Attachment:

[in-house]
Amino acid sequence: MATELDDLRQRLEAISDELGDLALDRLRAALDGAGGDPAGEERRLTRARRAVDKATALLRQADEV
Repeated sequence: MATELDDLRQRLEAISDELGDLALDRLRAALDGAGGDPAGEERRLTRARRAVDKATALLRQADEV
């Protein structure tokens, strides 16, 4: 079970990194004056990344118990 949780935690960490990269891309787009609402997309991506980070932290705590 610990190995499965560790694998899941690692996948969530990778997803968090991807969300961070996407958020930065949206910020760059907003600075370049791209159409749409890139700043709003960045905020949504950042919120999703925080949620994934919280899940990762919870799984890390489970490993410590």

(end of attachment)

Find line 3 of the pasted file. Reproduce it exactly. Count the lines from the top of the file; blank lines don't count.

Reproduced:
Repeated sequence: MATELDDLRQRLEAISDELGDLALDRLRAALDGAGGDPAGEERRLTRARRAVDKATALLRQADEV